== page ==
Storytelling Techniques Can Improve Your Applications
“Once upon a time there was a dear little girl…”
Do you remember the story of Little Red Riding Hood, even though it might be a very long time you have last heard it? This is because the story creates images in your head which stay with you and is structured in a way that is easy to remember: it has a start ( describing the situation), middle (with lots of concrete action) and an end ( a happy conclusion with a successful outcome).
In a way, much of what you do when applying for work can be enhanced by storytelling techniques: From how you answer questions about yourself in application forms, what you put on your CV, how you respond at interviews to how you portray yourself on Linkedin: it is all about telling positive stories about yourself as a student and/or professional.
So which storytelling techniques can you use to your advantage in applications?
The use of concrete details is key to make your text come alive: In Little Red Riding Hood we remember her red hood, the wine and cake, the big eyes and sharp teeth. In an application form, it could be about the place, the nature of the tasks, and exact challenges and specific actions. For example, this applicant is explaining how they have gained excellent organisation skills
“My role as a treasurer for the Heads Up Society involved setting and managing the society’s annual budget of £5000 by negotiating and agreeing a yearly spending plan with the 94 active members. I was well organised, kept accurate numbers and records of expenses, kept the board up-to-date on expenses and clearly communicated agreements in writing to all involved. On this basis I have been selected to stay on in the role for another year.”
Concrete details are also great for CVs, here is an example:
“Pharmacy Counter Assistant, Linton Pharmacy, Switon, September 2019 – March 2020
Duties and responsibilities included:
Order and prepare medicines, pro-actively contributing to the smooth running of the working processes within the pharmacy.
Taking in and handing out prescriptions, hereby developing a high level of accuracy.
Clarifying dosages and offering advice to customers face to face or by phone, also selling over-the-counter medicines using my excellent customer service and communication skills.
Using computer software APT to generate stock lists developing high level of attention to detail.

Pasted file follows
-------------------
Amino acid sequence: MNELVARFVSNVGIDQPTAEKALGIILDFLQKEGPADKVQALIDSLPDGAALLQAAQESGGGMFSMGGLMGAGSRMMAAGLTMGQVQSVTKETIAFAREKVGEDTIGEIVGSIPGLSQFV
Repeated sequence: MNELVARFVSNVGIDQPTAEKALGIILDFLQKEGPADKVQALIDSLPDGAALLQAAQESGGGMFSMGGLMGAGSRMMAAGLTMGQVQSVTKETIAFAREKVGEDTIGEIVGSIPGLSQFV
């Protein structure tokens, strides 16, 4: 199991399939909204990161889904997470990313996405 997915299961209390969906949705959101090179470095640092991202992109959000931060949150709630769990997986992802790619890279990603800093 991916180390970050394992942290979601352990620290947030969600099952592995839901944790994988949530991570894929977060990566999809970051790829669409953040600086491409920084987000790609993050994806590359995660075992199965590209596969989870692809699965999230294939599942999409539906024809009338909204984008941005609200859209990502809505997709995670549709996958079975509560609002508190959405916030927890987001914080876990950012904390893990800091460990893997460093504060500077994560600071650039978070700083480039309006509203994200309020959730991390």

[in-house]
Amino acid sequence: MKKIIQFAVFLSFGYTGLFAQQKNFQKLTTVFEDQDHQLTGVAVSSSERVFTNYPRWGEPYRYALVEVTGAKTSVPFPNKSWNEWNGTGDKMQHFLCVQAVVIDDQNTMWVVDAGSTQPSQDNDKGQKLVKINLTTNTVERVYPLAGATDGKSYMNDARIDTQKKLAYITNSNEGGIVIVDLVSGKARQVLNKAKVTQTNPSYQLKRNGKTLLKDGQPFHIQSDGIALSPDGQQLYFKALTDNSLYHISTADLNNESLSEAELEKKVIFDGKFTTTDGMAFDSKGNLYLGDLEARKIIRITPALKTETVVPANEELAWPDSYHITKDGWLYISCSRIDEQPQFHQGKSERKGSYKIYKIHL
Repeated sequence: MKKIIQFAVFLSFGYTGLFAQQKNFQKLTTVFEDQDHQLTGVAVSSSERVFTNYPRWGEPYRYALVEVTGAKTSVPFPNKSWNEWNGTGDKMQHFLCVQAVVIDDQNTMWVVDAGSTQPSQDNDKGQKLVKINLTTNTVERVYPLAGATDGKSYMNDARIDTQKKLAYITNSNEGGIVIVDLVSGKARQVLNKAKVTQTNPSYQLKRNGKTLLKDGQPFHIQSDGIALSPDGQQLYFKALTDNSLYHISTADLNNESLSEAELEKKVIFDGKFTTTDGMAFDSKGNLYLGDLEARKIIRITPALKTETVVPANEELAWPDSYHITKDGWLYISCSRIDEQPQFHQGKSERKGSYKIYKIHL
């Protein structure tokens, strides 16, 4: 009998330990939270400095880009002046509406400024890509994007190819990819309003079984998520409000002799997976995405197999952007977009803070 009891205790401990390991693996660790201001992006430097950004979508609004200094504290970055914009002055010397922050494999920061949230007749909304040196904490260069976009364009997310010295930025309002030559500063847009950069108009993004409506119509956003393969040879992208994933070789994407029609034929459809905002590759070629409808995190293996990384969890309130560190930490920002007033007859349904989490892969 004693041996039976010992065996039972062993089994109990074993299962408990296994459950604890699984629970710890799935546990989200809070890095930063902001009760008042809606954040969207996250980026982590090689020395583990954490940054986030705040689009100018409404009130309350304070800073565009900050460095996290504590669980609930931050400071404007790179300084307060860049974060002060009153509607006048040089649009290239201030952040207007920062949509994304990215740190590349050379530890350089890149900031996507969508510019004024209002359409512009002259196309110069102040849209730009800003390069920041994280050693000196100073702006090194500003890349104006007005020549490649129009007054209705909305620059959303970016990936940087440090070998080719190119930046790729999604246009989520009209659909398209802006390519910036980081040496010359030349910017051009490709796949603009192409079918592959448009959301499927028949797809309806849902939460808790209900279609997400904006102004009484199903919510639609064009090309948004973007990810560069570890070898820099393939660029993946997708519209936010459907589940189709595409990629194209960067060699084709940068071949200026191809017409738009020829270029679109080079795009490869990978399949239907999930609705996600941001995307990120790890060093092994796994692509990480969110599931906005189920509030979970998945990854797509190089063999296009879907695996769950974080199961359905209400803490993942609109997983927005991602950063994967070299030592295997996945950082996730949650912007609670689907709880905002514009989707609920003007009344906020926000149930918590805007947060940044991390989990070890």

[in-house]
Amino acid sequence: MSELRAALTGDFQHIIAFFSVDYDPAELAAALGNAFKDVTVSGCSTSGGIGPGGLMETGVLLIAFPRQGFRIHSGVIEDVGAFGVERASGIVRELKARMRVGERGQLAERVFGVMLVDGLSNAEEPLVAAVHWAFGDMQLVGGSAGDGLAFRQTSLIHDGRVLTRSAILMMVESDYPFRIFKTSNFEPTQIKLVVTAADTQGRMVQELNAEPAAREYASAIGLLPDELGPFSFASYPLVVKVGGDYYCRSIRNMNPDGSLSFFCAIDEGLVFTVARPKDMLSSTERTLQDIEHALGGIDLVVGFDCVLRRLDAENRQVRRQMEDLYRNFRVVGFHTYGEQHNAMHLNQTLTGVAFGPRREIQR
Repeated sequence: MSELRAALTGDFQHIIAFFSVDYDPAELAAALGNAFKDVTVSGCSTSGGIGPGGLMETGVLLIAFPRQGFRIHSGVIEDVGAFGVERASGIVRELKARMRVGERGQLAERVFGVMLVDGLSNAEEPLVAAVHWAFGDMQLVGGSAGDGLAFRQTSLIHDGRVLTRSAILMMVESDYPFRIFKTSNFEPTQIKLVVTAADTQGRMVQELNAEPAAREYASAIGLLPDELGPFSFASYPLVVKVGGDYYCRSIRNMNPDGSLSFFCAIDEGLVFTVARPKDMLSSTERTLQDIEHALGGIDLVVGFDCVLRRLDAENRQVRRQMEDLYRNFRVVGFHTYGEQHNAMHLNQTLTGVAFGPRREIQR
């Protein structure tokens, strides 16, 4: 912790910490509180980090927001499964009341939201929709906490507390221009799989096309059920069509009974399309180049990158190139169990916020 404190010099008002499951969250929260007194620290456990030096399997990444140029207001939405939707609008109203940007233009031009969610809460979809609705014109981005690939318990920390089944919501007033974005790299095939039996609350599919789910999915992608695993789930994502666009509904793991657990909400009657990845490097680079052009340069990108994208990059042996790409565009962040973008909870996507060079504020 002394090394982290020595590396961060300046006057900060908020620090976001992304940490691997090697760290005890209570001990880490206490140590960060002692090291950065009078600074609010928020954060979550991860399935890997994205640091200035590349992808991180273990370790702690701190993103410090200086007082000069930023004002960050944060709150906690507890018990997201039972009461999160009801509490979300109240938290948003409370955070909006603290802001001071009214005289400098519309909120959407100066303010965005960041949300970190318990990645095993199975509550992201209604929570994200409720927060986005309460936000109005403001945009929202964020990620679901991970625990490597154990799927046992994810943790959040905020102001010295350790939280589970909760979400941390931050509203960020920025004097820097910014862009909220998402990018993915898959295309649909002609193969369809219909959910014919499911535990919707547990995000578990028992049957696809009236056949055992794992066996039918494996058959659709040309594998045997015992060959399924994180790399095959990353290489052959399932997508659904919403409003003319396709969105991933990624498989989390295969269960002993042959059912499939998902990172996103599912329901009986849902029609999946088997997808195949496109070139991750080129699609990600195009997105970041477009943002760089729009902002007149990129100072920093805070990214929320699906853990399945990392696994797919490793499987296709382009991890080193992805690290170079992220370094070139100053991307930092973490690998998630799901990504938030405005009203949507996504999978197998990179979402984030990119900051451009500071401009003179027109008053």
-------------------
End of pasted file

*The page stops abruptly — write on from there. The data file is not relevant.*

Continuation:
Receiving, loading, unloading deliveries and referring queries to the head pharmacist as appropriate. Commended for my team approach.”
Also note in the CV and application example the successful, satisfactory ending. Do mention your successes whenever you can give evidence of them.
Similarly, in an interview you can use the STAR acronym to tell a story about how you have successfully taken on a role of responsibility:
- Situation: “I worked as a Benefit Advice Volunteer at St John’s Advice Service from September 2019 – to June 2020.”
- Task: “My main task was to support clients with benefit claim applications. Clients were often vulnerable and facing long term barriers to employment.”
- Action: “In order to support clients with claiming successfully, I clarified the claiming process for them, went through them point by point, helping them fill in the correct information. I also offered advocacy and spoke to local authorities on my clients’ behalf to resolve problems with claims,”
- Result: “in 95% of the cases successfully, and was awarded the charity’s Volunteer of the Year Award. This experience helped me develop effective communication skills, high-quality client care and significantly improved my negotiation skills.”
With lots of concrete details, this becomes a good story about a competent worker, which the employer can visualise and hereby understand more easily.
The same applies to explaining why you have taken part in a certain activity or chosen a particular masters course: it is all down to you telling the story of your motivations and reasoning and in this way draw out the positives, the relevance and the successes from the activities you have taken part in, for example:
“Having really enjoyed my Business Management degree, I decided to undertake a master’s in Food Marketing Management: this experience has significantly enhanced and developed my professional skills directly relevant to a marketing career in a large supermarket chain like yours.”
I hope you will remember these tips for next time you apply: concrete details, and having a clear start, middle and end, and the successful outcome – if in doubt, just think of Little Red Riding Hood….